Alan Moore runs nearly 50 restaurants. Just a few years ago, this would mean millions of dollars invested in real estate, labor and other capital expenses, not to mention a complex operational strategy to keep things running smoothly. But in today’s day and age, this restaurant tycoon can oversee this myriad of brands with little more than a commercial kitchen, a strong marketing eye, and of course, a slew of delivery services that brings them to life.
“We created 4 brands 18 months ago and launched them. Burgers, tacos, pizza and the like. We came up with some cool names and launched them on Postmates and Doordash. That snowballed,” begins Moore, who not only runs these virtual restaurants but also commands a brick-and-mortar establishment, Cheebo in Hollywood. It was experimenting with the delivery platforms through Cheebo that led Moore to start these virtual brands and ultimately lead a consulting business for the space, Virtual Restaurant Consulting, with his brother, Paul.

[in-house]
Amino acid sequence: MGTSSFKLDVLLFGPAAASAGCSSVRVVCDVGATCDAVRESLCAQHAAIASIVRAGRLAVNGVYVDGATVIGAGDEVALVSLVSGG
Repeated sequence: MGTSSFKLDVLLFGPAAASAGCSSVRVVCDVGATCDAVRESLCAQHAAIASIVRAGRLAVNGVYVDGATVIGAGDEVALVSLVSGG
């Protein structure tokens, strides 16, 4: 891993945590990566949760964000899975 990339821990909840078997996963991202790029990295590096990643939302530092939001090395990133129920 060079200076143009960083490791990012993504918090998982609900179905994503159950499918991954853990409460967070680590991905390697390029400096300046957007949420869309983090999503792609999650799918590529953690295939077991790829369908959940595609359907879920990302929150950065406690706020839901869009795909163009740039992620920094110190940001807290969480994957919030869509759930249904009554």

“It’s a seismic shift and it’s consumer-led,” Moore said. The passion in his voice resonates through a thick English accent. “The delivery companies are taking over the whole world.”
He’s speaking to the rise of ‘virtual restaurants’ or restaurants that don’t actually sport dining rooms or even pick-up counters. Their physical presence is limited to a commercial kitchen space, and do 100% of their business through delivery platforms, such as Grubhub, Uber Eats, Postmates and DoorDash.
Moore sees virtual restaurants playing a pivotal role in the foodservice industry, and the delivery platforms completely changing the way that traditional brick-and-mortar restaurants structure their menus and operations.
“Running a virtual restaurant is no different than running a traditional restaurant, where you go to work everyday and nurture your business,” Moore said. “It’s not just creating a name and throwing it up on Postmates. You need to create the recipes, cost the menu, handle the photography, build it out of social media, and truly bring the virtual restaurant to life. You have to monitor sales, pull up product mix reports, look at your pricing. It’s not just fire and forget.”
But while complex, significantly lower up-front costs open the door to many aspiring restaurateurs looking to break into the field. And Moore has perfected the process of opening a virtual restaurant, to the point of creating a step-by-step guide for new and prospective owners.